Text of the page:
Lyon Sprague de Camp (November 27, 1907 – November 6, 2000) — known as L. Sprague de Camp — was an American writer of science fiction, fantasy, non-fiction and biography. In a career spanning 60 years, he wrote over 100 books, including novels and works of non-fiction, including biographies of other fantasy authors. He was a major figure in science fiction during the genre’s heyday in the 1930s and ’40s.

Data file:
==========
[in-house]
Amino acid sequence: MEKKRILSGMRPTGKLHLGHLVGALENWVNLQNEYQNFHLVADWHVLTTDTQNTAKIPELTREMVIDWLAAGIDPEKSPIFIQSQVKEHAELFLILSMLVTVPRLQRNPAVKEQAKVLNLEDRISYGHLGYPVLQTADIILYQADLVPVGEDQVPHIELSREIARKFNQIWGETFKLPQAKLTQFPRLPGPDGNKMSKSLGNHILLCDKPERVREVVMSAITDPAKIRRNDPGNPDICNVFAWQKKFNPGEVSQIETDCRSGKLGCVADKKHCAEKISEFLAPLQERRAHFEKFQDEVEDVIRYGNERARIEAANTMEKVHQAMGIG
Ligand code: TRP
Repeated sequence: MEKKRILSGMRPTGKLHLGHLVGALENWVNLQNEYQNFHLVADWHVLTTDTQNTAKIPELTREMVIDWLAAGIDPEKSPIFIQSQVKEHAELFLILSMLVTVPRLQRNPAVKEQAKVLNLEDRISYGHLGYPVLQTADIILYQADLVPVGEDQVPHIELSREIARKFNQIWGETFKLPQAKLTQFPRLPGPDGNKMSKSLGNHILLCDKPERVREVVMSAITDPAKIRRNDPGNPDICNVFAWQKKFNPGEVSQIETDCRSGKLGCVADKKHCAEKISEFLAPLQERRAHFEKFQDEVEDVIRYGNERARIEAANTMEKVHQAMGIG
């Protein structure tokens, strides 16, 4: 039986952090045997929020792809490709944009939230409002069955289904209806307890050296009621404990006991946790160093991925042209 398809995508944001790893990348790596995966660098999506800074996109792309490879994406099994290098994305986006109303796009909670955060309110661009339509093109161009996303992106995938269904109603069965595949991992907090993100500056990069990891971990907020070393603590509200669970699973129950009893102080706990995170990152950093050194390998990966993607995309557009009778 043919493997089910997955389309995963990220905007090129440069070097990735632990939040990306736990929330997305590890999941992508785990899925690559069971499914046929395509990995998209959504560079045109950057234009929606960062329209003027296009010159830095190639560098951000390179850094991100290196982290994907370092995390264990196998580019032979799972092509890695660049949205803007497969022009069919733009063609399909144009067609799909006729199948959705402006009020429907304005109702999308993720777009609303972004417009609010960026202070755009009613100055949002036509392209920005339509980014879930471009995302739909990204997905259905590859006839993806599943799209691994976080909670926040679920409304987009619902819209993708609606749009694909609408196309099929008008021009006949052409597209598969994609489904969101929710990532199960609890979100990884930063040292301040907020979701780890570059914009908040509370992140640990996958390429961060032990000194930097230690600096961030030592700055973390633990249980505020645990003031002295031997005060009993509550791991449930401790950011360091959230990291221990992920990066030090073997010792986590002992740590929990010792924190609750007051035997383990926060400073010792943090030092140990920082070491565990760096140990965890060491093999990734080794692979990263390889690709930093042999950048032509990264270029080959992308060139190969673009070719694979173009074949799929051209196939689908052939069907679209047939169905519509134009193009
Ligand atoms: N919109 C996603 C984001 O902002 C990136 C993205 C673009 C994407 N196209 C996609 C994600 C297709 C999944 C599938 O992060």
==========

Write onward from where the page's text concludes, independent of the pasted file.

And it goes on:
De Camp and Willy Ley won the 1953 International Fantasy Award for nonfiction recognizing their study of geographical myths, Lands Beyond (Rinehart, 1952). De Camp was a guest of honor at the 1966 World Science Fiction Convention and was named the third Gandalf Grand Master of Fantasy, after Tolkien and Fritz Leiber, at the 1976 convention. The Science Fiction Writers of America made him its fourth SFWA Grand Master in 1979 and he won the World Fantasy Award for Life Achievement in 1984, a Special Achievement Sidewise Award for Alternate History in 1996, citing “seminal works in the field,” and the Hugo Award for Nonfiction in 1997 for his autobiography, Time and Chance.